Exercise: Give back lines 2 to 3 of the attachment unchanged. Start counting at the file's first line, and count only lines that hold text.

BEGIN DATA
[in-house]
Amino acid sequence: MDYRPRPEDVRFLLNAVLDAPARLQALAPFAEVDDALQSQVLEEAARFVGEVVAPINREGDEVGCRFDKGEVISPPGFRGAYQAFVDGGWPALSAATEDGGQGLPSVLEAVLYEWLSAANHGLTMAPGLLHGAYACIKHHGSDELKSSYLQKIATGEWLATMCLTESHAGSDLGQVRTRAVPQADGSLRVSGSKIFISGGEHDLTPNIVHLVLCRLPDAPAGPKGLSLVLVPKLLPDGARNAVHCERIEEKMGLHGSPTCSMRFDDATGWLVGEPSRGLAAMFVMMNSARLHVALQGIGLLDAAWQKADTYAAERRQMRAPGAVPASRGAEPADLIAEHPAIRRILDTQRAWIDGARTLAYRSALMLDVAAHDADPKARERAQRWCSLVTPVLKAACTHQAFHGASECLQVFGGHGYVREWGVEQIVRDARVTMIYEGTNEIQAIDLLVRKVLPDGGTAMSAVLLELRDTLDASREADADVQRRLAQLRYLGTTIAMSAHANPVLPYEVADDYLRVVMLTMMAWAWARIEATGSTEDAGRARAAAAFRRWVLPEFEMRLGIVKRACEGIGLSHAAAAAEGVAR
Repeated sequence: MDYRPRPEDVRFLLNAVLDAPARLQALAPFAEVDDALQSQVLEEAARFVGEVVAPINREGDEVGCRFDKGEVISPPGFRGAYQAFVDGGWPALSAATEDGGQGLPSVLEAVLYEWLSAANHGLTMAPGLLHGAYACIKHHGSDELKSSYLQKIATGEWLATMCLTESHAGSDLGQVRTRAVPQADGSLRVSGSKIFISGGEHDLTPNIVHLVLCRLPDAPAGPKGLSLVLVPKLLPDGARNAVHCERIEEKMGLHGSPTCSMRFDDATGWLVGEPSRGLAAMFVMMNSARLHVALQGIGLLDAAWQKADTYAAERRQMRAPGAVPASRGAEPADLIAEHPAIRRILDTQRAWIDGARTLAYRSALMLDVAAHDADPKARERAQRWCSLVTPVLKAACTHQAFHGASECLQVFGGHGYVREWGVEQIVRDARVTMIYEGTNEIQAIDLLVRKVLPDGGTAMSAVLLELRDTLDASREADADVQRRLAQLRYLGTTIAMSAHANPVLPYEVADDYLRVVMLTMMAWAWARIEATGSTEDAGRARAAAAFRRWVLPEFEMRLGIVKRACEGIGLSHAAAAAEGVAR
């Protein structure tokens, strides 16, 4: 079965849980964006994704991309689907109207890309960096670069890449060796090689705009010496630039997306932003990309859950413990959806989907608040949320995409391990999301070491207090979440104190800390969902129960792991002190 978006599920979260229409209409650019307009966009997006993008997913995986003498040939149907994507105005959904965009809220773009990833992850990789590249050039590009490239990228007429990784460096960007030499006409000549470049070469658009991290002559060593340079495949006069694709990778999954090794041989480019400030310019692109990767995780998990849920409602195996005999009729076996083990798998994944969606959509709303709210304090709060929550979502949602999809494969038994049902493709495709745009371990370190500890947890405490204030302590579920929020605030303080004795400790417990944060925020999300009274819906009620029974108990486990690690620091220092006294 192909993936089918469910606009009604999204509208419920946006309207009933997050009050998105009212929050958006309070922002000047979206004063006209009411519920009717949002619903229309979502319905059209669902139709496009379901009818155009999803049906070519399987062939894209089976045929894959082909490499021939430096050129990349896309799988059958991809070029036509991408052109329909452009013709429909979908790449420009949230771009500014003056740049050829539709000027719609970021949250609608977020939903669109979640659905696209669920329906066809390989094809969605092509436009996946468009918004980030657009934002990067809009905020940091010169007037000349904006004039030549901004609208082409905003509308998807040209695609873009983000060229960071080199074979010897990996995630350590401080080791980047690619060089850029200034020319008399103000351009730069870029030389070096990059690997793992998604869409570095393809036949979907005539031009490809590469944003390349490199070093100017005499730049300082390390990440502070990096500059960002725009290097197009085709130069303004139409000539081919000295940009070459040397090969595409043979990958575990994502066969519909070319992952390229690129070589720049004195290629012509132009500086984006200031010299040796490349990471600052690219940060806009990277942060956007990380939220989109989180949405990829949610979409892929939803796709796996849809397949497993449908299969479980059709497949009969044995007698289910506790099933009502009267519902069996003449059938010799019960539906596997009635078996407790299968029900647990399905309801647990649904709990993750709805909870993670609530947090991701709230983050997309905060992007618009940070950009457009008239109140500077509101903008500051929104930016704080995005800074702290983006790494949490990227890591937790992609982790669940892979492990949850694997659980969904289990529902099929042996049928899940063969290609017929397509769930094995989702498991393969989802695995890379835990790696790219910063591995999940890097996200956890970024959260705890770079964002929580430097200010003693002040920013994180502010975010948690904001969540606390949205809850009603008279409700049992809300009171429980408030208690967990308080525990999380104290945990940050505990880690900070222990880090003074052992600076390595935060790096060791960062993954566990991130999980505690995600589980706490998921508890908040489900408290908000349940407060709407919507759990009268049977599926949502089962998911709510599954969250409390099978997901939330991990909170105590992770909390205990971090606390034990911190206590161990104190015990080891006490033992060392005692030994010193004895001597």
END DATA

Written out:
Amino acid sequence: MDYRPRPEDVRFLLNAVLDAPARLQALAPFAEVDDALQSQVLEEAARFVGEVVAPINREGDEVGCRFDKGEVISPPGFRGAYQAFVDGGWPALSAATEDGGQGLPSVLEAVLYEWLSAANHGLTMAPGLLHGAYACIKHHGSDELKSSYLQKIATGEWLATMCLTESHAGSDLGQVRTRAVPQADGSLRVSGSKIFISGGEHDLTPNIVHLVLCRLPDAPAGPKGLSLVLVPKLLPDGARNAVHCERIEEKMGLHGSPTCSMRFDDATGWLVGEPSRGLAAMFVMMNSARLHVALQGIGLLDAAWQKADTYAAERRQMRAPGAVPASRGAEPADLIAEHPAIRRILDTQRAWIDGARTLAYRSALMLDVAAHDADPKARERAQRWCSLVTPVLKAACTHQAFHGASECLQVFGGHGYVREWGVEQIVRDARVTMIYEGTNEIQAIDLLVRKVLPDGGTAMSAVLLELRDTLDASREADADVQRRLAQLRYLGTTIAMSAHANPVLPYEVADDYLRVVMLTMMAWAWARIEATGSTEDAGRARAAAAFRRWVLPEFEMRLGIVKRACEGIGLSHAAAAAEGVAR
Repeated sequence: MDYRPRPEDVRFLLNAVLDAPARLQALAPFAEVDDALQSQVLEEAARFVGEVVAPINREGDEVGCRFDKGEVISPPGFRGAYQAFVDGGWPALSAATEDGGQGLPSVLEAVLYEWLSAANHGLTMAPGLLHGAYACIKHHGSDELKSSYLQKIATGEWLATMCLTESHAGSDLGQVRTRAVPQADGSLRVSGSKIFISGGEHDLTPNIVHLVLCRLPDAPAGPKGLSLVLVPKLLPDGARNAVHCERIEEKMGLHGSPTCSMRFDDATGWLVGEPSRGLAAMFVMMNSARLHVALQGIGLLDAAWQKADTYAAERRQMRAPGAVPASRGAEPADLIAEHPAIRRILDTQRAWIDGARTLAYRSALMLDVAAHDADPKARERAQRWCSLVTPVLKAACTHQAFHGASECLQVFGGHGYVREWGVEQIVRDARVTMIYEGTNEIQAIDLLVRKVLPDGGTAMSAVLLELRDTLDASREADADVQRRLAQLRYLGTTIAMSAHANPVLPYEVADDYLRVVMLTMMAWAWARIEATGSTEDAGRARAAAAFRRWVLPEFEMRLGIVKRACEGIGLSHAAAAAEGVAR